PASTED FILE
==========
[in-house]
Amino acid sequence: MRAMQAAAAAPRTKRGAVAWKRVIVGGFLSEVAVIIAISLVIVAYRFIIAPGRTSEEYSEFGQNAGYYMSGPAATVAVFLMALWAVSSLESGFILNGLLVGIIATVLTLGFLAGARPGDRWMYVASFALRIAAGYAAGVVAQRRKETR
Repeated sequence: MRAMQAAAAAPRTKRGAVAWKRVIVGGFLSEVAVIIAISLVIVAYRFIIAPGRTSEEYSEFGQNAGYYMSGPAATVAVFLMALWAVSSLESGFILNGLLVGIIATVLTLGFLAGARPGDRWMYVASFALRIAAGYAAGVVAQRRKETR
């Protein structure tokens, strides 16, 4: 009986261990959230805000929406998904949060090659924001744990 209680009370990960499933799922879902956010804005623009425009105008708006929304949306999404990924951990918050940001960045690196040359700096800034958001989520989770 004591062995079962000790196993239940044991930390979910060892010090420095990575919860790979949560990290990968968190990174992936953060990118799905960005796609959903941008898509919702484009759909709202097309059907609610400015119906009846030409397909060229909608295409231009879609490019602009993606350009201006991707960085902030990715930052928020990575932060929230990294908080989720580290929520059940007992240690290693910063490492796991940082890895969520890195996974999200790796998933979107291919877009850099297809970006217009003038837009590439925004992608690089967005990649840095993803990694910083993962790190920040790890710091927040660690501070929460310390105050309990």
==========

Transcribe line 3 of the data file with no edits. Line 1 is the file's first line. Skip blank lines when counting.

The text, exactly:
Repeated sequence: MRAMQAAAAAPRTKRGAVAWKRVIVGGFLSEVAVIIAISLVIVAYRFIIAPGRTSEEYSEFGQNAGYYMSGPAATVAVFLMALWAVSSLESGFILNGLLVGIIATVLTLGFLAGARPGDRWMYVASFALRIAAGYAAGVVAQRRKETR